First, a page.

Editor’s Note: Today’s guest post is by Dale DeBakcsy, who also blogs over at Mad Art Lab. If you aren’t familiar with the history of Wonder Woman, check out the Bitch Magazine article that is linked below (before reading Lepore’s book).
If you care to suss out the state of popular American feminism in any particular decade, a good place to start is often the pages of that era’s Wonder Woman. From Dennis O’Neil to George Pérez to Gail Simone to Brian Azzarello, the writers of Wonder Woman, at their best, have made it the place where comic books grapple most honestly with issues of gender and identity in America.
Jill Lepore’s The Secret History of Wonder Woman is not about any of that, and if you’re going into it expecting a history of Wonder Woman comics that lifts the veil on its various authors’ motivations and political concerns, you are going to be vastly disappointed. O’Neill is mentioned once, the others not at all. This is not an exhaustive accounting of the evolution of Wonder Woman, and as long as you don’t approach the book with that expectation, you’ll be in for an engrossing time.
For this is, quite purposefully, a dual biography, of Wonder Woman creator William Moulton Marston on the one hand and of twentieth century feminism on the other. Marston was an idealistic charlatan so riddled with personal failings and transparent schemes that he is quite irresistible. He lived with his wife and mistress (and, when she was in town, his second mistress) while crafting cunning plans for the promotion of his lie detection device, his psychological expertise, and, ultimately, his stunningly successful comic book series.
Now, Lepore has a habit of somewhat overstating the obscurity of the rather salacious facts in Marston’s life. “Stop the presses. I’ve got the history of Wonder Woman,” she declares in the preface after a listing of her thorough research efforts, and again in the Epilogue she laments how, until now, “The secret history of Wonder Woman stayed secret.” We’re meant to be rocked back on our heels by the revelation of Marston’s strange love life, his obsession with bondage, and the conscious degree to which he implanted explicitly radical feminism in the early Wonder Woman story arcs. Except that, for the most part, this has all been common knowledge for some time. I recall reading an issue of Bitch Magazine back in 2006 with an article by KL Pereira which stated all of those facts quite explicitly.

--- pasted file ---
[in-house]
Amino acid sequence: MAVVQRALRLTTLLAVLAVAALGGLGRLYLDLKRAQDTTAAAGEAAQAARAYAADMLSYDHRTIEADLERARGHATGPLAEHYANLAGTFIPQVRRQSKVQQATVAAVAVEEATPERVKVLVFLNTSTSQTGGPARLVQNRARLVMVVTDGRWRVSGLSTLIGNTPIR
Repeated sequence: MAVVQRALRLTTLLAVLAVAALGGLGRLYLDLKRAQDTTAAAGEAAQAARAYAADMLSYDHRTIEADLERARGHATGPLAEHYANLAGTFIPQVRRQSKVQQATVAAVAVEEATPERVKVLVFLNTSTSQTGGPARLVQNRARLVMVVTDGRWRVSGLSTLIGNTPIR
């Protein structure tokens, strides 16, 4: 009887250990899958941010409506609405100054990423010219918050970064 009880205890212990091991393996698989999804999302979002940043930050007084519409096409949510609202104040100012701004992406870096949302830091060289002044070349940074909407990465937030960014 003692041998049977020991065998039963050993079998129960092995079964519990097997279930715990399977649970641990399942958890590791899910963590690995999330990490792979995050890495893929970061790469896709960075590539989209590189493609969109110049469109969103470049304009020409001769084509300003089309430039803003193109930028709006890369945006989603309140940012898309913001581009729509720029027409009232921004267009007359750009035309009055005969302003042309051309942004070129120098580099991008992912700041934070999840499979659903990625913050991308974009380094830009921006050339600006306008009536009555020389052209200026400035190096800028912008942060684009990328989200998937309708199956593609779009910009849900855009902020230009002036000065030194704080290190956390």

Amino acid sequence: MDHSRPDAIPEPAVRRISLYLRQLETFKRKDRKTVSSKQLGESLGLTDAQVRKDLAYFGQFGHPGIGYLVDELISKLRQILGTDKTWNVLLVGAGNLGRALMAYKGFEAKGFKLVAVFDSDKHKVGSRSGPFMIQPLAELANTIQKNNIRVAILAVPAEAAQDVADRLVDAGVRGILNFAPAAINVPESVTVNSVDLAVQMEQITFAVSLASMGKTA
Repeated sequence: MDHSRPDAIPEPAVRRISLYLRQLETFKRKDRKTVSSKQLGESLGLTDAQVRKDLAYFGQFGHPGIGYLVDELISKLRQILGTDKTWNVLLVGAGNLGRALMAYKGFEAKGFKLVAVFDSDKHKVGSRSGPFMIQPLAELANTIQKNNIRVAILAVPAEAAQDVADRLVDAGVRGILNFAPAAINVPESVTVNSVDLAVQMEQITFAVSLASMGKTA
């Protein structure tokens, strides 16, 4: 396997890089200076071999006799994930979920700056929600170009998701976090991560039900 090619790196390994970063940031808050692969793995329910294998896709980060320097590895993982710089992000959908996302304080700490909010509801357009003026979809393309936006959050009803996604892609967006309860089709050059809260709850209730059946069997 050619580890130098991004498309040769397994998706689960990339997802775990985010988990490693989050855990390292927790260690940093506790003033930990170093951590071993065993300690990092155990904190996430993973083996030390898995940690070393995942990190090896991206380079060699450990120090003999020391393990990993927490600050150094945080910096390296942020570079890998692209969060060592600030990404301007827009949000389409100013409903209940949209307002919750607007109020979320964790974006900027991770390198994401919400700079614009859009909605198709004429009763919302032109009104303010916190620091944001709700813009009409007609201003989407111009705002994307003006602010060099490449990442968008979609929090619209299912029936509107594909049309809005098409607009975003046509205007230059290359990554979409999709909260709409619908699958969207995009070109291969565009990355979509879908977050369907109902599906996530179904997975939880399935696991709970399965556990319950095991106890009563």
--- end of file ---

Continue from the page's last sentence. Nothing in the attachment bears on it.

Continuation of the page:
There is an awkwardness, then, that creeps in from time to time when long-known information is presented as a grand revelation or when an individual is presented as a forgotten figure of history when, in fact, they’ve been quietly celebrated for a decade now. Lepore clearly worked hard at this book, slogging through archives and carrying out interviews, and had the title been Some More Details That Flesh Out William Moulton Marston’s Private and Professional Life, everybody would have benefitted from the understatement.
Still, it’s a great story, and if you have never read about it, The Secret History of Wonder Woman is an engaging and thorough narration not only of Marston’s curious life but also of those women who lived in the strange world he carved out for himself, and whose work and sacrifice made his constant scheming possible. Had the book told just that story, it would have been well worth the read, but it also combined Marston’s life with a twisting narration of the events of twentieth century feminism, from Emmeline Pankhurst, through Margaret Sanger (the aunt of Marston’s primary mistress), to Gloria Steinem and Ms. Magazine. The story of Wonder Woman can’t and shouldn’t be told without reference to these formative figures, and Lepore’s willingness to devote a significant portion of this book to documenting the rise and fall of various theories of feminism throughout the twentieth century, and their impact on the development of mainstream comics, is refreshing. Comic book fans coming to this book for the Wonder Woman will leave it with a better understanding of the history of gender theory, and that can only have good results in the ongoing effort to make more representative and gender-conscious comics in the future.
It’s not exactly a secret history, and it stops caring about the evolution of Wonder Woman comics after 1972, so it’s not exactly a complete history, but it is a fun and knowing glance at one important chapter in the Wonder Woman story, and about the philosophical and psychological atmosphere that made that chapter possible. If more comic book history were written this way, the medium would perhaps start enjoying a respect on par with its creative merit.
Dale DeBakcsy writes the Women In Science series at MadArtLab and the Cartoon History of Humanism at The Humanist. He is a regular contributor to Free Inquiry, American Atheist Magazine, and Philosophy Now.